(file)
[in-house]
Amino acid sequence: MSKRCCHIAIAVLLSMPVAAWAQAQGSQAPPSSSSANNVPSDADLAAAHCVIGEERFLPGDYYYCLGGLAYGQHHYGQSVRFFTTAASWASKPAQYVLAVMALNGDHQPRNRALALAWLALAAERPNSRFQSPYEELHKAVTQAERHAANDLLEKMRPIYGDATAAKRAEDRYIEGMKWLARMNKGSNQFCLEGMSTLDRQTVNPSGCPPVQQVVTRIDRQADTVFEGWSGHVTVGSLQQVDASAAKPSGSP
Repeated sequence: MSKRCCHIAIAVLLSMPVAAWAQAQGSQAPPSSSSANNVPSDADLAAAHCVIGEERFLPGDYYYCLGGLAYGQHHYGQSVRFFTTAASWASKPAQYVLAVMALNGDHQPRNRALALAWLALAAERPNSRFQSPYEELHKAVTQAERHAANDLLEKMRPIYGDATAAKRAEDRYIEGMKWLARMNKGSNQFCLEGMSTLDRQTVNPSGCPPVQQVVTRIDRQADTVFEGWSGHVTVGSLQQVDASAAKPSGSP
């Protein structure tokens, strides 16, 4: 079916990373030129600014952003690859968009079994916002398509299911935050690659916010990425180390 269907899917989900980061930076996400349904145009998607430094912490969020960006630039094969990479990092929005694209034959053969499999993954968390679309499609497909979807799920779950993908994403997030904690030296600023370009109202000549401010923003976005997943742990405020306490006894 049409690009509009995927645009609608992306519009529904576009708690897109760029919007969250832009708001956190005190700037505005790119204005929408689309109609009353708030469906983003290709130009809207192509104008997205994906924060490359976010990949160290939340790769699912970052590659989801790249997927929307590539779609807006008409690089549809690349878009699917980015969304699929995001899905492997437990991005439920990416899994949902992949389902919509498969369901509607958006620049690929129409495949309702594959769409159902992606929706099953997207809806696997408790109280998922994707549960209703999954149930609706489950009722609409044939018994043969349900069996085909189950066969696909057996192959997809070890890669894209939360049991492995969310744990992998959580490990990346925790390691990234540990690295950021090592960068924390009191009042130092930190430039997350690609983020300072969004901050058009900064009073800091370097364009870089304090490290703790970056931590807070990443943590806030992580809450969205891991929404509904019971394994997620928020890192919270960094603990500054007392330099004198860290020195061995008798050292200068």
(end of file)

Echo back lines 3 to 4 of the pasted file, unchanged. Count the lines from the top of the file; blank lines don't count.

Repeated sequence: MSKRCCHIAIAVLLSMPVAAWAQAQGSQAPPSSSSANNVPSDADLAAAHCVIGEERFLPGDYYYCLGGLAYGQHHYGQSVRFFTTAASWASKPAQYVLAVMALNGDHQPRNRALALAWLALAAERPNSRFQSPYEELHKAVTQAERHAANDLLEKMRPIYGDATAAKRAEDRYIEGMKWLARMNKGSNQFCLEGMSTLDRQTVNPSGCPPVQQVVTRIDRQADTVFEGWSGHVTVGSLQQVDASAAKPSGSP
């Protein structure tokens, strides 16, 4: 079916990373030129600014952003690859968009079994916002398509299911935050690659916010990425180390 269907899917989900980061930076996400349904145009998607430094912490969020960006630039094969990479990092929005694209034959053969499999993954968390679309499609497909979807799920779950993908994403997030904690030296600023370009109202000549401010923003976005997943742990405020306490006894 049409690009509009995927645009609608992306519009529904576009708690897109760029919007969250832009708001956190005190700037505005790119204005929408689309109609009353708030469906983003290709130009809207192509104008997205994906924060490359976010990949160290939340790769699912970052590659989801790249997927929307590539779609807006008409690089549809690349878009699917980015969304699929995001899905492997437990991005439920990416899994949902992949389902919509498969369901509607958006620049690929129409495949309702594959769409159902992606929706099953997207809806696997408790109280998922994707549960209703999954149930609706489950009722609409044939018994043969349900069996085909189950066969696909057996192959997809070890890669894209939360049991492995969310744990992998959580490990990346925790390691990234540990690295950021090592960068924390009191009042130092930190430039997350690609983020300072969004901050058009900064009073800091370097364009870089304090490290703790970056931590807070990443943590806030992580809450969205891991929404509904019971394994997620928020890192919270960094603990500054007392330099004198860290020195061995008798050292200068």